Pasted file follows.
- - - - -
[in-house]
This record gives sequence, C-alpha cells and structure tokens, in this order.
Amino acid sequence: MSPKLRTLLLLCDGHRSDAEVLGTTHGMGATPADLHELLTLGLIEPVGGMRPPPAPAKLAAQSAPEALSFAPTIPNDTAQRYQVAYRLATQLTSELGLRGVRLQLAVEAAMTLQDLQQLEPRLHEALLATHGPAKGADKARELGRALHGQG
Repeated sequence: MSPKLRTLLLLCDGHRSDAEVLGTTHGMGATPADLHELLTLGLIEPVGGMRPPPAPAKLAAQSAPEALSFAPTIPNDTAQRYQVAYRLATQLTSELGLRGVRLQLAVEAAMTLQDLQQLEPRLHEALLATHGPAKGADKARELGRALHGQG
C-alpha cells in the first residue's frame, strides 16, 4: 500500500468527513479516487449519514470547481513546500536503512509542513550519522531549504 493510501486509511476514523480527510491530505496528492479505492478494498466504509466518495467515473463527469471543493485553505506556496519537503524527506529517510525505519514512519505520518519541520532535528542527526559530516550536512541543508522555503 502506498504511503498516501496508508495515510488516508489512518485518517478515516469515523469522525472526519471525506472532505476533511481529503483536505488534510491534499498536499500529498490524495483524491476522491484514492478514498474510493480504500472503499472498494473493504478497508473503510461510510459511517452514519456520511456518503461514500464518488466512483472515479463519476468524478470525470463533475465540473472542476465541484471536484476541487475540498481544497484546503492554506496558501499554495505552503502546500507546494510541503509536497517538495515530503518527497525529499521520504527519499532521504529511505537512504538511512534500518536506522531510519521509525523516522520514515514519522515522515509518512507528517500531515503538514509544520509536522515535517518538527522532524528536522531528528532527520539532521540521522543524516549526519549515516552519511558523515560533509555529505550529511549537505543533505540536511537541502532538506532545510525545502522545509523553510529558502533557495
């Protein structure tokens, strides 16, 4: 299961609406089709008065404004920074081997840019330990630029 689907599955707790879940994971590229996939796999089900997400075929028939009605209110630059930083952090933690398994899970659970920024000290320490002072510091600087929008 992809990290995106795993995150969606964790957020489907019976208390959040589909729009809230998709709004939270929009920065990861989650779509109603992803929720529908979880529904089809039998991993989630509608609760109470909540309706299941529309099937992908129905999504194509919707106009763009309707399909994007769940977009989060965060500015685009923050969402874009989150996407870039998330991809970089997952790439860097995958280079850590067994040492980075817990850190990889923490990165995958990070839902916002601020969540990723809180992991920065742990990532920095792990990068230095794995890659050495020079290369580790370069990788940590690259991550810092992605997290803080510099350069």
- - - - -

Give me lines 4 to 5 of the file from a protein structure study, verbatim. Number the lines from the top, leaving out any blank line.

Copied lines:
Repeated sequence: MSPKLRTLLLLCDGHRSDAEVLGTTHGMGATPADLHELLTLGLIEPVGGMRPPPAPAKLAAQSAPEALSFAPTIPNDTAQRYQVAYRLATQLTSELGLRGVRLQLAVEAAMTLQDLQQLEPRLHEALLATHGPAKGADKARELGRALHGQG
C-alpha cells in the first residue's frame, strides 16, 4: 500500500468527513479516487449519514470547481513546500536503512509542513550519522531549504 493510501486509511476514523480527510491530505496528492479505492478494498466504509466518495467515473463527469471543493485553505506556496519537503524527506529517510525505519514512519505520518519541520532535528542527526559530516550536512541543508522555503 502506498504511503498516501496508508495515510488516508489512518485518517478515516469515523469522525472526519471525506472532505476533511481529503483536505488534510491534499498536499500529498490524495483524491476522491484514492478514498474510493480504500472503499472498494473493504478497508473503510461510510459511517452514519456520511456518503461514500464518488466512483472515479463519476468524478470525470463533475465540473472542476465541484471536484476541487475540498481544497484546503492554506496558501499554495505552503502546500507546494510541503509536497517538495515530503518527497525529499521520504527519499532521504529511505537512504538511512534500518536506522531510519521509525523516522520514515514519522515522515509518512507528517500531515503538514509544520509536522515535517518538527522532524528536522531528528532527520539532521540521522543524516549526519549515516552519511558523515560533509555529505550529511549537505543533505540536511537541502532538506532545510525545502522545509523553510529558502533557495